The Bagpipe

Published: 27th November 2005
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The Bagpipe

Description of the Bagpipe

The bagpipe is reed instruments that utilize an air

reservoir. The bagpipe's air reservoir directs an

uninterrupted air stream through the reeds.

Origin of the Bagpipes

The bagpipe has it's origins in antiquity. It was

found in the ancient world throughout Asia, in

North Africa, and across Europe.

A type of bagpipe is mentioned in the Old Testament

and the bagpipe is also found in Greek writings

dated in the Fifth Century BC. These bagpipes

were predecessors of the modern day bagpipe and

were probably differed from the bagpipes you see


In truth, the bagpipe's origin is obscure. The

reason may be due to the nature of the bagpipe.

The ancient bagpipe was made of wood and skin,

and thus disintegrated without leaving much of

a record. Another reason is that the bagpipe was

a commoner's, or peasant's instrument. The bagpipe

only became of interest to the nobility in modern

times, when the bagpipe was used as an instrument

of war to instill fear in the enemy.

Types of Bagpipes

There are many styles of bagpipes. These bagpipes

may feature one or two bagpipe chanters and one or

more bagpipe drones. The bagpipe reeds are in each

of the drones and chanters. The bagpipe chanter has

finger holes for playing multiple notes, while the

bagpipe drones' notes are fixed.

The various styles of bagpipes are divided into two

categories based on the method used to fill the

bagpipe's air reservoir. The Great Highland Bagpipe

player fills the reservoir by blowing with the mouth.

In the Uilleann Bagpipe, the player fills the reservoir

by pumping a bellows.

In addition to the Highland Bagpipe and the Uilleann

Bagpipe, you can also find the Medieval Bagpipe,

Medieval Smallpipe, and the Mediterranean Bagpipe.

Playing the Bagpipes

Beginner bagpipe students do not learn to play music

on the bagpipe. The beginner first learns on the

bagpipe practice chanter.

The bagpipe practice chanter has three pieces: the

mouthpiece, the shorter top body section and the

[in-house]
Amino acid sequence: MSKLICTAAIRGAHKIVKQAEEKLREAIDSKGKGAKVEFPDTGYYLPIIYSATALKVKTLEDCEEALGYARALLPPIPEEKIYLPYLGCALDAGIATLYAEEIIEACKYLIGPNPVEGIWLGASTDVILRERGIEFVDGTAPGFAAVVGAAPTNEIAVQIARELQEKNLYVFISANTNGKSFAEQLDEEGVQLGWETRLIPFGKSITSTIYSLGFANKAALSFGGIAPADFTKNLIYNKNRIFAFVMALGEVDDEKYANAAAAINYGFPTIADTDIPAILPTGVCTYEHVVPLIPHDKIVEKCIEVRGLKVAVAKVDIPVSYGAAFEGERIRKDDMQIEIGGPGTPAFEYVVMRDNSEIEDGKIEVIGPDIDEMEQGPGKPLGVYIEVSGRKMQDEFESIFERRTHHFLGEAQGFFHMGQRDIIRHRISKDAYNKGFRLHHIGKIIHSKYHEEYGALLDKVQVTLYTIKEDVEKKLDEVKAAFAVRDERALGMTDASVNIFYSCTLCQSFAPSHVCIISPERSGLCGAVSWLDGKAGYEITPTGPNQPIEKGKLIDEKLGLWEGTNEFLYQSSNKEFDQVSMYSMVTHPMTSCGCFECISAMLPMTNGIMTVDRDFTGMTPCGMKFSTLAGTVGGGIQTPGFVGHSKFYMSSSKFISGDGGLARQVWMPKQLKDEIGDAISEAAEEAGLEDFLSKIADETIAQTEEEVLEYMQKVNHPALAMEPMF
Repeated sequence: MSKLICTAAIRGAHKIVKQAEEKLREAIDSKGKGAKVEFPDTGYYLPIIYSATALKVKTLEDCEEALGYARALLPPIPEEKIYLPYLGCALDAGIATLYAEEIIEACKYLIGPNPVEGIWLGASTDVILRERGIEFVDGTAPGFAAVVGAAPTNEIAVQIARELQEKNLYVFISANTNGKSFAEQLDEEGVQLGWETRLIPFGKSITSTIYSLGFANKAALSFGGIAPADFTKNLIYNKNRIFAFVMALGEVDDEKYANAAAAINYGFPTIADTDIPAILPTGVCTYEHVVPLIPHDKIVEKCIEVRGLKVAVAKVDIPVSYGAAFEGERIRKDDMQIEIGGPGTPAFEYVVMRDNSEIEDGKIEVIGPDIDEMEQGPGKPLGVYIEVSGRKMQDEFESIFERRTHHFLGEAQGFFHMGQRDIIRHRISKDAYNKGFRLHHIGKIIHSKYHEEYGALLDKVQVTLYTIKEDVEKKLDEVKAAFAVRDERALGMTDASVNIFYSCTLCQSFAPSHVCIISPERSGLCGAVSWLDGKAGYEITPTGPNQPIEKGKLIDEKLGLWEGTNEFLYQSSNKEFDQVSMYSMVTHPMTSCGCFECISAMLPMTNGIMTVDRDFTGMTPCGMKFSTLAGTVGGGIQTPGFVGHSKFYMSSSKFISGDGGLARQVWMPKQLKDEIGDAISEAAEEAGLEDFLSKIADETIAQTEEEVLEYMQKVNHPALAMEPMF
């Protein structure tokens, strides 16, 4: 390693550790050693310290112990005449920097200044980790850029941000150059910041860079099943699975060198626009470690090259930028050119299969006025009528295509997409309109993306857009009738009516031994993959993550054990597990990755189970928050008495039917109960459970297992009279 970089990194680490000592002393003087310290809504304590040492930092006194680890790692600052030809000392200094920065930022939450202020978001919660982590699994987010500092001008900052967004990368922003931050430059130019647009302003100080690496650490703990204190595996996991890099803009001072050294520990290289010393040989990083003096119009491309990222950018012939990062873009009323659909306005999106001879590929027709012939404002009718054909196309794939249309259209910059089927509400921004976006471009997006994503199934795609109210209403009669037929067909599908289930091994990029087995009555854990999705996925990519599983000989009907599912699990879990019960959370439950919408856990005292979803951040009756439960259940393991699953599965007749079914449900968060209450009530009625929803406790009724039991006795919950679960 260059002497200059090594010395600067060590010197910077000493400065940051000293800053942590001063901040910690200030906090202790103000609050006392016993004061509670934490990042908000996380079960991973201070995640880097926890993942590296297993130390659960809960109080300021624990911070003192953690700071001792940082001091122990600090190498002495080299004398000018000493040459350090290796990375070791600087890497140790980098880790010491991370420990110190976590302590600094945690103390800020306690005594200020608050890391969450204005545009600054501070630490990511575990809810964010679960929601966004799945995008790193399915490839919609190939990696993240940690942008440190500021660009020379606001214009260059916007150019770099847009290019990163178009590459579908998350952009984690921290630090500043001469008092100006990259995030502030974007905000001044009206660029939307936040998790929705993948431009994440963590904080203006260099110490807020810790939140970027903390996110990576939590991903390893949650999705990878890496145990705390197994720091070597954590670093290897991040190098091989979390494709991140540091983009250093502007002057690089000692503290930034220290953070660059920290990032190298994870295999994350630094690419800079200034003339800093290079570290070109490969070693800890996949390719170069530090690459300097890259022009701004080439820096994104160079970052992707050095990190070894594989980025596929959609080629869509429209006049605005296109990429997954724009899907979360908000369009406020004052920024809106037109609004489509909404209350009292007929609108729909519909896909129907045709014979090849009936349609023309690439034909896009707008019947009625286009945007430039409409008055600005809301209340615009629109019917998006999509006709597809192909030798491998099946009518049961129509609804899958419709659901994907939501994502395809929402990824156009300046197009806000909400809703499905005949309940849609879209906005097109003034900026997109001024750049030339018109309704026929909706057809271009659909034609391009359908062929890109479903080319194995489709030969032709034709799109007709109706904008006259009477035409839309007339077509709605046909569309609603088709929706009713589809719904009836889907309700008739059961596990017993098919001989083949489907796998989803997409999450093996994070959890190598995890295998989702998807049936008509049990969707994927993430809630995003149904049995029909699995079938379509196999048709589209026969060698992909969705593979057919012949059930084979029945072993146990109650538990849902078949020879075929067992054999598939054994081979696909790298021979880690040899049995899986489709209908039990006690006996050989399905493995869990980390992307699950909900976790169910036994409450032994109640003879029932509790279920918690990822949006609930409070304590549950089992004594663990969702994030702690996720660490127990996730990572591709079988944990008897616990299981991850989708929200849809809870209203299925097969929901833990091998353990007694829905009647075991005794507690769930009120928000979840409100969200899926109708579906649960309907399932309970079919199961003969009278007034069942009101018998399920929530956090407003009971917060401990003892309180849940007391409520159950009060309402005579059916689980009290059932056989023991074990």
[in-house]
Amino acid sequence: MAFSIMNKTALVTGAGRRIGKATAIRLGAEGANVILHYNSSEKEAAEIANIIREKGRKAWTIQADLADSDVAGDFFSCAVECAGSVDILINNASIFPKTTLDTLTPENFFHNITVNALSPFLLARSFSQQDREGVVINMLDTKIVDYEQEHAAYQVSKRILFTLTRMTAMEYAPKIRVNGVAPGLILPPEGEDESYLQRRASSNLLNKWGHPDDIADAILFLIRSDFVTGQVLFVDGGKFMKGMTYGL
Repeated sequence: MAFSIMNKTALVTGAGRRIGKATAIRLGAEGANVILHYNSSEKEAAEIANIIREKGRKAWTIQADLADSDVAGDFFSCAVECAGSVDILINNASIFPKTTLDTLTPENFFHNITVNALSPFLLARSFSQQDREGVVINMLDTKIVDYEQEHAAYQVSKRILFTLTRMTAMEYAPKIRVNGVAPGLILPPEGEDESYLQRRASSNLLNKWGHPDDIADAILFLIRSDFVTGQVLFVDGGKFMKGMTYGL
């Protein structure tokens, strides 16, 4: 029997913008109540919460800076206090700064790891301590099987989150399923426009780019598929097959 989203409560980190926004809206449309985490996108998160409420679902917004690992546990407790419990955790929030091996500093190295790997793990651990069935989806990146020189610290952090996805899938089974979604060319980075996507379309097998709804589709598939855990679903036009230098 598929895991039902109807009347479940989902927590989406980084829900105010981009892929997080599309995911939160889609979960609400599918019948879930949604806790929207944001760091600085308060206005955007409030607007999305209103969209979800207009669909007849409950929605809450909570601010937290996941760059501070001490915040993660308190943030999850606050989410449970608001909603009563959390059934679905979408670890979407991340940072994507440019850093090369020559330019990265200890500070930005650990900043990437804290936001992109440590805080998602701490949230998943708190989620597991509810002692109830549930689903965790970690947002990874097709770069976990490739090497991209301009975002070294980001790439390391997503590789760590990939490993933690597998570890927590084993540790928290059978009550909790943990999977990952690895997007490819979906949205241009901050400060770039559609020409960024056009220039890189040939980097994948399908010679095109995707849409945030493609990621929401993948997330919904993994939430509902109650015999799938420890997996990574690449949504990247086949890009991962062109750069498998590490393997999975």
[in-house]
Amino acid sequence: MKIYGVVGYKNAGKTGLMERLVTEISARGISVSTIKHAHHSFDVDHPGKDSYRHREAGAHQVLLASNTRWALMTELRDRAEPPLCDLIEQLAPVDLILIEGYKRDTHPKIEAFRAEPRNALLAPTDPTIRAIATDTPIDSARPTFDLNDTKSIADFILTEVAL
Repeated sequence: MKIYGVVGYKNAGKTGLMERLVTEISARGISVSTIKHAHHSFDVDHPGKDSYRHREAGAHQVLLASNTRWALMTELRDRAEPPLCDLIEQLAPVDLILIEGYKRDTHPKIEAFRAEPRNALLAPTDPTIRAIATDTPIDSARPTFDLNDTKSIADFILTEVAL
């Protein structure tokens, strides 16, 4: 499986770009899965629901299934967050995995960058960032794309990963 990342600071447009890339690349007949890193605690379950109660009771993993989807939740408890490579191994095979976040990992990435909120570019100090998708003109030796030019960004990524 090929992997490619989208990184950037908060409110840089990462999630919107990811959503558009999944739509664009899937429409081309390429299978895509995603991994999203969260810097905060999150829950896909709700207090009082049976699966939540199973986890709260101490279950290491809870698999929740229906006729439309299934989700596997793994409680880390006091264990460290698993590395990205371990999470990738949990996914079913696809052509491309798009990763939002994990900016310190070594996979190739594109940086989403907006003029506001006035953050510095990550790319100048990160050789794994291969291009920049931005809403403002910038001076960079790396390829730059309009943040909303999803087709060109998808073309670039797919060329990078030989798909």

bottom body section with finger holes. Bagpipe

practice chanters are played like a whistle or

recorder. While playing, keep your fingers straight.

Do not to use the pads of your fingers, rather use

the tips. Place your fingers over all the holes,

front and back. Lifting one finger at a time plays

notes. After each practice session, take the bagpipe

practice chanter apart and shake out the moisture.

It may take six months to learn your first song

properly on the bagpipe chanter.

After becoming proficient on the bagpipe practice

chanter your next step is to learn to play the

bagpipe chanter with the bag, but without the

bagpipe drones. To do this, you assemble the bagpipe

with bag, bagpipe chanter and mouthpiece. You must

cork off the bagpipe drone stocks and play only the

bagpipe chanter. You now learn to play the pipe

chanter like you did the bagpipe practice chanter.

You also learn to blow your arm off the bag and

keep your bagpipe's tone even.

Once you achieve all of that you are ready for the

next step. You uncork the stocks and install the

bagpipe drones one at a time. Now you are ready

to play your bagpipe.

Learning the bagpipe takes time and patience, but

it is well worth your effort. When played well,

the bagpipe produces a sound that touches something

deep within us. Even people who do not like the

bagpipes are moved by the sound.

Anthony Kane

The Harp & Bagpipe

About The Author:

Looking for a Celtic Harp? How about a Bagpipe, Uilleann Pipe, or a Chanter? Perhaps a Bodhran or a Sitar is more to your taste. At The Harp & Bagpipe you'll find quality and value, and at prices that make sense. Go to

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